Google Set to Unveil Next Smartphone, VR Headset at Oct. 4 Event
The Pixel smartphones have been rumored for months, as well as a new Daydream VR headset and an updated Google Chromecast dongle.For months, Google's upcoming Pixel smartphones, its Daydream VR headset and an improved Chromecast dongle have been rumored. Now, Google has released a video teaser that shows an animated outline of a smartphone along with an Oct. 4 event date notice, where the company is likely to announce the rumored new products. Device fans can enter their email address on the page and click the "Notify Me" to receive updates from Google as the products arrive and are unveiled. The Oct. 4 event will be held in San Francisco but is also being live-streamed on YouTube.com/Google. The two Android smartphone models, which are reportedly called the Google Pixel and Pixel XL phones, have been designed by Google rather than third-party suppliers, but are built by HTC, according to earlier reports. The Google smartphones have been rumored since May, according to an earlier eWEEK story. By directly designing the devices, Google could have more control and oversight of its hugely popular Android mobile operating system, which could help it take on Apple more directly in the smartphone wars, the story reported. The two upcoming devices were apparently code-named Marlin (M1) and Sailfish (S1) as they went through the development process, according to earlier reports.
"Google's Huawei-built 7-inch tablet, with 4GB RAM, on track for release before the end of the year," tipster Evan Blass wrote in the recent post, which lacked any additional details. Google's last 7-inch Android tablet was the Nexus 7. Blass' Twitter handle is @evleaks.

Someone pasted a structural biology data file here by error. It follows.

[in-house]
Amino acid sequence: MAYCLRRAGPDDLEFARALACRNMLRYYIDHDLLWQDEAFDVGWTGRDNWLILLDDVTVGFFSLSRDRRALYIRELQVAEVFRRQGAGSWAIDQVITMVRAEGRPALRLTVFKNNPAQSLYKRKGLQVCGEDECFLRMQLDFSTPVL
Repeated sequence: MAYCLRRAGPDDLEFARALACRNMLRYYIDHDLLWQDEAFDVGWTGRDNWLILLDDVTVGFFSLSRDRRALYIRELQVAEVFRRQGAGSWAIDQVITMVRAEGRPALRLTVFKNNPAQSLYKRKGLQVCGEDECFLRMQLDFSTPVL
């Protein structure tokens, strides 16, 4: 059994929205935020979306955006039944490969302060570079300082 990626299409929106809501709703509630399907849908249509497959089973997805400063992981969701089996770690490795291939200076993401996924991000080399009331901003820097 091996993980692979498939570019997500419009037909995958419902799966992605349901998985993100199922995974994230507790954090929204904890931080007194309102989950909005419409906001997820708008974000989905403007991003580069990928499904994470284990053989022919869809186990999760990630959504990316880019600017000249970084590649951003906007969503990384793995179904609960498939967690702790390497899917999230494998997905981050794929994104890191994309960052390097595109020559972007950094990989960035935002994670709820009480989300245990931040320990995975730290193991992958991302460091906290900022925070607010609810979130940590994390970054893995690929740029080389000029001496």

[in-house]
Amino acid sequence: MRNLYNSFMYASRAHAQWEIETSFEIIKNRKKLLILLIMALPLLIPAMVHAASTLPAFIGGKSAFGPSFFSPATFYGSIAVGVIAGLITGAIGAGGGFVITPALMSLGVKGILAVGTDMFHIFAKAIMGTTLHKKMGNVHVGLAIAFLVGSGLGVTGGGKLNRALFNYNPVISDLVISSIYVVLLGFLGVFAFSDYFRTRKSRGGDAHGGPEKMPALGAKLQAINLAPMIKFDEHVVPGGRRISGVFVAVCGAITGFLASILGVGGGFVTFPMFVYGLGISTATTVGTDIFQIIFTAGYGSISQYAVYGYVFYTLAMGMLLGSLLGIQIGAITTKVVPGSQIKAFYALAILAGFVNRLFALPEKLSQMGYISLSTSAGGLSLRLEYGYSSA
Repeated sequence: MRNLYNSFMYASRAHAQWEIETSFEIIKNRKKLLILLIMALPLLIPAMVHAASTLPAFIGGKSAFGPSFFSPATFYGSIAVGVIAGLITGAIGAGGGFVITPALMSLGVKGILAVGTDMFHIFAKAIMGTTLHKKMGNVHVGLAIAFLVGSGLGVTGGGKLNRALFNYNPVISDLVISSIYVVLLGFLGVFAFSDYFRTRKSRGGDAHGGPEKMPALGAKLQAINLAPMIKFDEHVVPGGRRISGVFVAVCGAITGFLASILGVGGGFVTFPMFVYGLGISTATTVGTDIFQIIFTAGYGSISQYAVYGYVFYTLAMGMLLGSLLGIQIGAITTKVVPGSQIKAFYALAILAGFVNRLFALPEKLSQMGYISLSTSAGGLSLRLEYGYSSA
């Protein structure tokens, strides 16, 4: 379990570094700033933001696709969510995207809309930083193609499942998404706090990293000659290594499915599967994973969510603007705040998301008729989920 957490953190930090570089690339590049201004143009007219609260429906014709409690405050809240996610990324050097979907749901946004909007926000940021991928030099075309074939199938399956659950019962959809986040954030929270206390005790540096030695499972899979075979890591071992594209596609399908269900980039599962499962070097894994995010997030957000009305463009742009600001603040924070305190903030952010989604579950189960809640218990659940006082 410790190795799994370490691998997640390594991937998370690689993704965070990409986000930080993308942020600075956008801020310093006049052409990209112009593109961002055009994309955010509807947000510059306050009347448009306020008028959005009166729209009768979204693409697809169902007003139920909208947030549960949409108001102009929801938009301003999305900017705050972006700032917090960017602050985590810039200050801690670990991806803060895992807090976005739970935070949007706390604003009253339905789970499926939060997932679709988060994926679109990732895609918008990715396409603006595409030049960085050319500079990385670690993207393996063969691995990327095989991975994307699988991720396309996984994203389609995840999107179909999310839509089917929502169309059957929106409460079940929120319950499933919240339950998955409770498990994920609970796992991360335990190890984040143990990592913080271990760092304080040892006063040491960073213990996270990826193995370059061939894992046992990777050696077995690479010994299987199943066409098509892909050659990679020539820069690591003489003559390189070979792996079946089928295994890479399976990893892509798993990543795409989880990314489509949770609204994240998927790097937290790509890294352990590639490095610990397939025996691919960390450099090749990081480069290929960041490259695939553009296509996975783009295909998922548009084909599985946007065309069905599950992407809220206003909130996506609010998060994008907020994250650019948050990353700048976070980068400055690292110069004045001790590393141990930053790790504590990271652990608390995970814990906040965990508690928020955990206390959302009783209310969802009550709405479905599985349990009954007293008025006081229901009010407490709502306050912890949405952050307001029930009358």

The rumored machine could be announced by Google at the Oct. 4 event.Also in September, Google suspended one of its other recent smartphone initiatives, its Project Ara smartphone effort, which began in 2013 with the concept of designing a phone platform that would incorporate a wide array of camera, audio and other modules as desired by users. Project Ara was ended as part of an effort to streamline the company's hardware efforts, even after its progress was touted at Google's I/O developer conference earlier this year. The Ara phones centered on a baseplate or frame that incorporated a display, CPU, graphics processing unit, sensors and all the functionality of a standard smartphone. Google was scheduled to release a preview version of Ara this fall in a bid to spur developer interest in the technology and ensure that modules for a wide range of applications would be available for the smartphone at launch. Organizations that were working with Google in developing modules for Ara included Samsung and Sony. Among the modules that Google was working on was one that would integrate the functions of a glucometer so people with diabetes could measure their glucose levels using their smartphones. In March, a Google Nexus handset, the Nexus 5X, debuted as the second phone being sold for use with Google's Project Fi mobile phone services. The Nexus 5X smartphone is made by LG for use with the inexpensive monthly wireless service plans, which start at $20 a month. The Nexus 5X is priced at $349 for a 16GB model or $399 for a 32GB model. Project Fi came out in April 2014 under what was then an invitation-only system. Project Fi phone services recently opened to all users who buy or provide a compatible Nexus smartphone that will work with the service. So far, the Nexus 6P by Huawei, the new Nexus 5X and the earlier Nexus 6 are the only three smartphones that will work with Project Fi's network. Users pay $20 per month for cellular access, plus data fees of $10 per GB only for the data that is consumed each month. The monthly access fee also includes unlimited talk and texting, WiFi tethering and international coverage in more than 120 countries.